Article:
Why do we have to light some candles, thick and thin, big and small, during Undas? Why do some Catholics steal and disrespectfully recycle the very candles of their fellow Catholics that are believed to illuminate the path for their deceased? Why are we made to believe that our departed loved ones are guarding and guiding us from heaven? Isn’t it true that the dead know nothing, as what’s written in Ecclesiastes 9:5 (New International Version), “For the living know that they will die, but the dead know nothing; they have no further reward, and even their name is forgotten”?

For hundreds of years people have been made to believe in doctrines that have no basis in the Bible. Worse, these are just invented teachings that go against the principles of truth and justice. But to no surprise, when I brought this up to the other members of my Catholic family, they were caught uninformed. Because of fear for our souls to be condemned, we grew up following our leaders without testing or asking them, and, like a sail in a vast ocean with no map, GPS tracker, or a virtuoso captain to follow, we’re clueless on why we practice or celebrate centuries-old traditions.

While it is true that we’re a democracy and that our Constitution protects our freedom to choose and practice a religion, it is time to rethink our stand and course. We’re living in a world where access to information is encouraged—something nonexistent when the greatest Filipino who ever lived challenged those in authority in his time using his proverbial pen as his sword. Yes, there’s fake news. Yes, deception is rampant. Yes, it’s an uphill battle to get to the bottom of things. But today, more than ever, we have a duty to get to the truth, for veracity to shine, not just for other people but for our own sake—for our souls.

The choice is in our hands.

And with God’s grace and mercy, someday I hope to talk to my father again. No, not in this world, not next to his grave, or while sitting in front of another Ms. Y, but with the almighty Father in heaven, in his paradise.

(This piece has been published in Philippine Daily Inquirer’s Op-Ed section – Young Blood – on the 31st of October, 2017.)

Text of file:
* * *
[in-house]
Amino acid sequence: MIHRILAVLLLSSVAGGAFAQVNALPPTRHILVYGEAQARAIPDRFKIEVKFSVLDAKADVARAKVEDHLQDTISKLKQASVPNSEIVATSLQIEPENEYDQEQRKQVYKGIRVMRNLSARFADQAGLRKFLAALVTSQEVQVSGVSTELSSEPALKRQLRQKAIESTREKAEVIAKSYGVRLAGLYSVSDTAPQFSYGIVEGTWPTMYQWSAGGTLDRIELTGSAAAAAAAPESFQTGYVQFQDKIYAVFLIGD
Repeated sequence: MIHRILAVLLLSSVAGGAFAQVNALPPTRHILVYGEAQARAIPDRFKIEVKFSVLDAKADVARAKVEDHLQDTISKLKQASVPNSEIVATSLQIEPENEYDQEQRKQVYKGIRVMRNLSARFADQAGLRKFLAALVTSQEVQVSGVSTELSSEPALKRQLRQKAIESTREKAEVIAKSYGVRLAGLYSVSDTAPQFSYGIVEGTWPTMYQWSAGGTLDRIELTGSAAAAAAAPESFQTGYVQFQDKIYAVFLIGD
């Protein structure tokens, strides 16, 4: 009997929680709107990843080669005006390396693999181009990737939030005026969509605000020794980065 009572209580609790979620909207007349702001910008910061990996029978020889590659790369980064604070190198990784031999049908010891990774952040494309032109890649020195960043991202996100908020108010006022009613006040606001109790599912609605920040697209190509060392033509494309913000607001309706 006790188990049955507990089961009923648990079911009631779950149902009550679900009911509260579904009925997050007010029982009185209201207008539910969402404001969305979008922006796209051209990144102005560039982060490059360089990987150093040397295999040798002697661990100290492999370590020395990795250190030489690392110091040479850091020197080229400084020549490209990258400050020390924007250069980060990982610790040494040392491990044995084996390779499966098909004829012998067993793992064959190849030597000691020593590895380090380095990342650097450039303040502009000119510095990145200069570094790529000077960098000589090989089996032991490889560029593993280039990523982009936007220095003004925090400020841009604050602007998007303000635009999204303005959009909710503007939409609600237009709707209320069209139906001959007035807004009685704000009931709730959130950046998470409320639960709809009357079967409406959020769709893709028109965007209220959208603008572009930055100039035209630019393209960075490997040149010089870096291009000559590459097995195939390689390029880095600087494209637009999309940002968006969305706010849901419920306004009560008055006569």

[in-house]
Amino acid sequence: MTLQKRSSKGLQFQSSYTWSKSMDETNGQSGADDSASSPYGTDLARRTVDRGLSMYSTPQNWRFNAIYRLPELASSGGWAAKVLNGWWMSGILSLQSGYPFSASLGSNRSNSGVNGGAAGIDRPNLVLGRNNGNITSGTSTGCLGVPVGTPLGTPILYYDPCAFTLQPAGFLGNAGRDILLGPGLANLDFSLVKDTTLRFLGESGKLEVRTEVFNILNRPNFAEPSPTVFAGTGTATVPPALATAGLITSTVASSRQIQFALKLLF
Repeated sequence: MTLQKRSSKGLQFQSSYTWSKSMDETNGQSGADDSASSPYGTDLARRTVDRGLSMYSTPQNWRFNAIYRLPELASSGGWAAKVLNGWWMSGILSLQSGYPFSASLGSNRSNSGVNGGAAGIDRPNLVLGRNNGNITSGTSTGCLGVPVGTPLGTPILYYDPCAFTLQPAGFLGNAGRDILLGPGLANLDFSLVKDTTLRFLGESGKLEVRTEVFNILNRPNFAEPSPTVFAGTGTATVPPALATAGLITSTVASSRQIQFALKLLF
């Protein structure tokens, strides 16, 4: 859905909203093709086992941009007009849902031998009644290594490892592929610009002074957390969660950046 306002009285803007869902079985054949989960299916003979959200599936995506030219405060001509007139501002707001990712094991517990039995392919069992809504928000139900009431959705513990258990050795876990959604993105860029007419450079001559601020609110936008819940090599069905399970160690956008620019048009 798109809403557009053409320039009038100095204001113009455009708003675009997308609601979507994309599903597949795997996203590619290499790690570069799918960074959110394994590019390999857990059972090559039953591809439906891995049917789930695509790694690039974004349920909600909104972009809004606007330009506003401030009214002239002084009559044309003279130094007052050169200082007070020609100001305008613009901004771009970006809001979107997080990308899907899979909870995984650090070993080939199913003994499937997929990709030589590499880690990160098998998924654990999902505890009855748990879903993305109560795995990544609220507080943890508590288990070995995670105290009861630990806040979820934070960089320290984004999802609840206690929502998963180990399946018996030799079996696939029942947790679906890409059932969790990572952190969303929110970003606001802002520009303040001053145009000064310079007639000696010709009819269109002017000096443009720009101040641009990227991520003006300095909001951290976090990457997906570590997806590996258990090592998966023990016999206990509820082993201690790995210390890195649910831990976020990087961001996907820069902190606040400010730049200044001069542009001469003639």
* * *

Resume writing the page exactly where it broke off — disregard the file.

Sleepless

I rejoice whenever it rains. But everything changed when one night, on my way home from work, I saw how children and women and men sleep next to each other. Their beds? None. They sleep on soft drink boxes with no roof to cover them on the sidewalk while public and private vehicles pass by. Headlights expose their fine details. Stray dogs and cats search for food on the pile of garbage just few feet away while they’re dreaming. I then asked myself: Where are they going to stay if it started to rain? The Catholic church near their neighborhood’s closed. It haunted me inside out.

I rejoice whenever it rains until last night.

The Protest

It’s perfectly legal to get angry, to raise your clenched fist, to shout and to have your thoughts made known to those holding the highest positions in the government. With everything that’s going on, it is a natural reaction, a civilized attempt to express. But it’s scarier I believe if the voices of those who care have been shut, the doors and windows to understanding closed, and hope gone. I wonder if the Philippines will one day wake up on an atmosphere of pure hate, hurt, and heresy. Yes, I still wonder because at 4 A.M. my mind wanted to believe that we can get over these humps. I hope that fear will never triumph against the truth… I hope.

16. Published

“I believe that everyone’s a storyteller but the challenge is to have a grasp on what’s worth writing about.”

WHEN I first held a copy of Philippine Daily Inquirer years ago (the largest and greatest of Philippine broadsheets) and realized that they accept column article submissions, I told myself that someday, I should get published there. I fell in love with its opinion column ‘Young Blood’ where the twenty-something and below gets featured. It was then that I dreamt of being a writer.

I’m still a work in progress, every aspiring writer will tell you that. But after getting published, it kindled hope in me to be a regular contributor. It became a catalyst for me to be a better observer, a finer listener, and to pause more. A lot of things are going on and it is our job to translate them into words. Sometimes I sulk after learning that an unexpected thing happened which is natural.